Monday, March 20, 2006

a slightly new opinion on eck

after completing Diana Eck's book, i have a slightly new outlook on her. After the first 4 chapters or so, i saw the book going nowhere, simply being an extension her pluralism paper we read earlier. her chapters on hinduism and buddhism and islam took forever to read as all it did was point out what existed, what was out there and gave no opinions or suggestions on the topics. But after completing the book, i found out her goal from these chapters was to give a long, extremely long, background and knowledge of what exists in the United States today. I thought this was simply a longer version of her pluralism project paper that we read earlier. However, then her chapter "afraid of ourselves" changed my opinion. Her goal started to unfold a bit and i began to see some of her own opinions coming out for the first time in all of her readings. I saw her telling of the problems existed because of these various religious foundations in the United States. She told of how we are scared of difference. We are scared of change. We are a nation founded on difference, we are the United States of America. However, we fear not knowing about other religions and what that may mean for society. We fear change of what we have known our whole lives. We stereotype those different from us and label them. The result of this is hate crimes and violence. Her tone suggested this saddened her. That we built such a glorious nation, so accepting and diverse on the outside of various religions and their institutions, but deep down on the inside, it frightens us and we react in an immature manner.

Her "bridge building" chapter was a chapter offering hope for the future. She outlies a plan, her opinion of a plan, in order that we may change these prejudices and stereotypes. Talking and negotiating and finding what is best for the whole community is a prime example of one of her solutions. Acceptance and knowledge allows us to become a new America, an accepting America. She suggests building upon our differences instead of ignoring them and acting upon them harshly. We cannot ignore our differences, but we need to build bridges so that we can connect on our differences. This is the only hope that we have for developing as a nation and fulfilling our title as the land of hope. She focuses on our differences and how we need these differences to be acknowledged in order to build. And she is right.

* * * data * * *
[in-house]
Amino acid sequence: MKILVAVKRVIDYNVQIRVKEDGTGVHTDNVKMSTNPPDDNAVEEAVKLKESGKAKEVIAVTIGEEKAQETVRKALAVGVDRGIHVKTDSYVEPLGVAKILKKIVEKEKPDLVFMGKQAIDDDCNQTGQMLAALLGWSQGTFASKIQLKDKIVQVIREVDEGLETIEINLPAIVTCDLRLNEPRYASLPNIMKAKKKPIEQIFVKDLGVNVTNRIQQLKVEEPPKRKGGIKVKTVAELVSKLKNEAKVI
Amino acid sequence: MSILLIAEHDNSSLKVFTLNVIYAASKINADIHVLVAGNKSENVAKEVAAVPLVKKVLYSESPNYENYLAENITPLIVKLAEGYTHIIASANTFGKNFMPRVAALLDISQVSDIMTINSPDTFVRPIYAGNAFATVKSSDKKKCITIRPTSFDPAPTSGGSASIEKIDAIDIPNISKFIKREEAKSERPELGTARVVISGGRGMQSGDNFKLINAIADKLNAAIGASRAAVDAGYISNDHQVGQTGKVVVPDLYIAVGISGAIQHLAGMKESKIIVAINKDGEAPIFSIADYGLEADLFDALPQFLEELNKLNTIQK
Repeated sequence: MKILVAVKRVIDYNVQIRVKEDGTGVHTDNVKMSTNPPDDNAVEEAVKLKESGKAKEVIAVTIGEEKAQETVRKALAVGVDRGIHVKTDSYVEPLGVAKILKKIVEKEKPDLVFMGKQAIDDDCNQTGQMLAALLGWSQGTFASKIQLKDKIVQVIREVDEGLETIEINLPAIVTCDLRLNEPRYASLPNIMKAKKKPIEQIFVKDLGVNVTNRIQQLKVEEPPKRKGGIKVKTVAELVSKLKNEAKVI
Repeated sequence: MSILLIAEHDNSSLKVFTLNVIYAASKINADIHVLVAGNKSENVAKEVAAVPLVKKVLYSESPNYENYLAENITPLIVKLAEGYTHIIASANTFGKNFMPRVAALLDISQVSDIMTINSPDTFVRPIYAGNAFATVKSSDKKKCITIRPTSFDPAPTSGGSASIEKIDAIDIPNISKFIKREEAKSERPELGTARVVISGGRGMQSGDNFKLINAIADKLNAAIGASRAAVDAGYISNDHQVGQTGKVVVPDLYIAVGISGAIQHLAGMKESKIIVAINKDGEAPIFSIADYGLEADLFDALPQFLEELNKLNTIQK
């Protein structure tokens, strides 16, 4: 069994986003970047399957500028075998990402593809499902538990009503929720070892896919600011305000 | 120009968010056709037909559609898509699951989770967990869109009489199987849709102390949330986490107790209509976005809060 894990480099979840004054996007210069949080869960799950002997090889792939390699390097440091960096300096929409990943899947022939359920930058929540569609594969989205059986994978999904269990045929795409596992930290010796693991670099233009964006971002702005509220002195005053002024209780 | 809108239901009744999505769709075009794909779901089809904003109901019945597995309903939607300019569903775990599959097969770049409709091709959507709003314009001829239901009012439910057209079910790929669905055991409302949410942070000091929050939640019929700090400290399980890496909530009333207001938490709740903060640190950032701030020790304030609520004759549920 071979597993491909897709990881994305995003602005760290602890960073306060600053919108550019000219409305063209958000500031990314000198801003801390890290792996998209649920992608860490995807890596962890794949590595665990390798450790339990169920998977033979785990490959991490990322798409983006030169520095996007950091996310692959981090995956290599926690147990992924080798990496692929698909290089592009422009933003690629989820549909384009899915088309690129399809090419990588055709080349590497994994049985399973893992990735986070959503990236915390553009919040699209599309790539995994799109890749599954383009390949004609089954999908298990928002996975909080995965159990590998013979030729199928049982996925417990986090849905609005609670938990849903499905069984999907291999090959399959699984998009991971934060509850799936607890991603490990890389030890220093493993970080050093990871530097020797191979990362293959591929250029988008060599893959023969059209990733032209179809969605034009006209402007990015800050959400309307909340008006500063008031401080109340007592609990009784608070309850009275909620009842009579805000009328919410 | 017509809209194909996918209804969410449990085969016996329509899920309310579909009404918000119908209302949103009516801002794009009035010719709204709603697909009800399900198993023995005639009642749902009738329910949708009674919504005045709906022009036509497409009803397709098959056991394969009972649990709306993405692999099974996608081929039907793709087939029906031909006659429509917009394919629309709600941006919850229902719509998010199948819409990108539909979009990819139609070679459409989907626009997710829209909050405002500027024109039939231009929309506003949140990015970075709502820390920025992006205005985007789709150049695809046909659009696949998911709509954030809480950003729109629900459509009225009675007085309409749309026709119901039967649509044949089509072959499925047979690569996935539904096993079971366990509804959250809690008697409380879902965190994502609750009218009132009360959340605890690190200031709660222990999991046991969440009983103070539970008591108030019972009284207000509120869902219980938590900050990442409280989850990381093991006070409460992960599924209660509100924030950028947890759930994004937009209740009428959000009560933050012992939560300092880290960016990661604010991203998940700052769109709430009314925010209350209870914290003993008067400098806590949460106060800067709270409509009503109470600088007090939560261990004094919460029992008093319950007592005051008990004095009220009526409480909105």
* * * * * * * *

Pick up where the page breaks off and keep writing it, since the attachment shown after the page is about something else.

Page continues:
However, I feel education is the most important way to go about this. If our children are educated, and parents are educated as well, then the youth will not learn hatred and violence. It's like the 5 year old that doesn't know shes playing house with a black boy, she thinks she's playing house with a 5 year old boy. We need to get to that stage, and I feel the best way is through education. If some of the concepts are not taught, such as that there are people different from us and that that is ok, our nation cannot grow and will not be accepting. This is the best foundation I can come up with to build the sturdiest bridge possible. And my hats off to Eck, for giving an opinion of her own. A new found respect from me, slightly. I think I could conclude better than her, although I believe we are suggesting solutions along the same lines.

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